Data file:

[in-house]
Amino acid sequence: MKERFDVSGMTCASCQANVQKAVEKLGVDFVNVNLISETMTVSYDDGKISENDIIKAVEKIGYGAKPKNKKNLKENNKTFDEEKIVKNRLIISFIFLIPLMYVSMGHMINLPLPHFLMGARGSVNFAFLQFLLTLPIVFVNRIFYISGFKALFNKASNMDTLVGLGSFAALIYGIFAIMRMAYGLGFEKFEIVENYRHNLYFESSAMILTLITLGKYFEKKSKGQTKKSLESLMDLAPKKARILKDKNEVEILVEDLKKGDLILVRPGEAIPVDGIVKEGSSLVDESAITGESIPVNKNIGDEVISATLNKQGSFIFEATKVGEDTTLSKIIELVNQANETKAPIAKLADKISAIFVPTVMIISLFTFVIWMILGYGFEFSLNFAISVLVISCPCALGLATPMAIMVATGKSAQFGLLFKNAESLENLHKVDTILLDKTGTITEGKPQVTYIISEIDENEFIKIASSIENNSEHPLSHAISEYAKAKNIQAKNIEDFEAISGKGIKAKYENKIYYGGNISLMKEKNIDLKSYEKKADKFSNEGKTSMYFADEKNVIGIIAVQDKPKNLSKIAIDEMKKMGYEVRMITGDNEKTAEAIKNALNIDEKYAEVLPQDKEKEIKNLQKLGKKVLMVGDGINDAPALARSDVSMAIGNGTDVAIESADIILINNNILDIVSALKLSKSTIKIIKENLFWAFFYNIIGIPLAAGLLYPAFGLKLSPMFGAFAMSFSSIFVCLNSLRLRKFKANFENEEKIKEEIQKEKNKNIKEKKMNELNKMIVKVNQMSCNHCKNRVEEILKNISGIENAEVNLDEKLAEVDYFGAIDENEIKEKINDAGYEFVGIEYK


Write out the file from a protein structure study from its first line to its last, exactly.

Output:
[in-house]
Amino acid sequence: MKERFDVSGMTCASCQANVQKAVEKLGVDFVNVNLISETMTVSYDDGKISENDIIKAVEKIGYGAKPKNKKNLKENNKTFDEEKIVKNRLIISFIFLIPLMYVSMGHMINLPLPHFLMGARGSVNFAFLQFLLTLPIVFVNRIFYISGFKALFNKASNMDTLVGLGSFAALIYGIFAIMRMAYGLGFEKFEIVENYRHNLYFESSAMILTLITLGKYFEKKSKGQTKKSLESLMDLAPKKARILKDKNEVEILVEDLKKGDLILVRPGEAIPVDGIVKEGSSLVDESAITGESIPVNKNIGDEVISATLNKQGSFIFEATKVGEDTTLSKIIELVNQANETKAPIAKLADKISAIFVPTVMIISLFTFVIWMILGYGFEFSLNFAISVLVISCPCALGLATPMAIMVATGKSAQFGLLFKNAESLENLHKVDTILLDKTGTITEGKPQVTYIISEIDENEFIKIASSIENNSEHPLSHAISEYAKAKNIQAKNIEDFEAISGKGIKAKYENKIYYGGNISLMKEKNIDLKSYEKKADKFSNEGKTSMYFADEKNVIGIIAVQDKPKNLSKIAIDEMKKMGYEVRMITGDNEKTAEAIKNALNIDEKYAEVLPQDKEKEIKNLQKLGKKVLMVGDGINDAPALARSDVSMAIGNGTDVAIESADIILINNNILDIVSALKLSKSTIKIIKENLFWAFFYNIIGIPLAAGLLYPAFGLKLSPMFGAFAMSFSSIFVCLNSLRLRKFKANFENEEKIKEEIQKEKNKNIKEKKMNELNKMIVKVNQMSCNHCKNRVEEILKNISGIENAEVNLDEKLAEVDYFGAIDENEIKEKINDAGYEFVGIEYK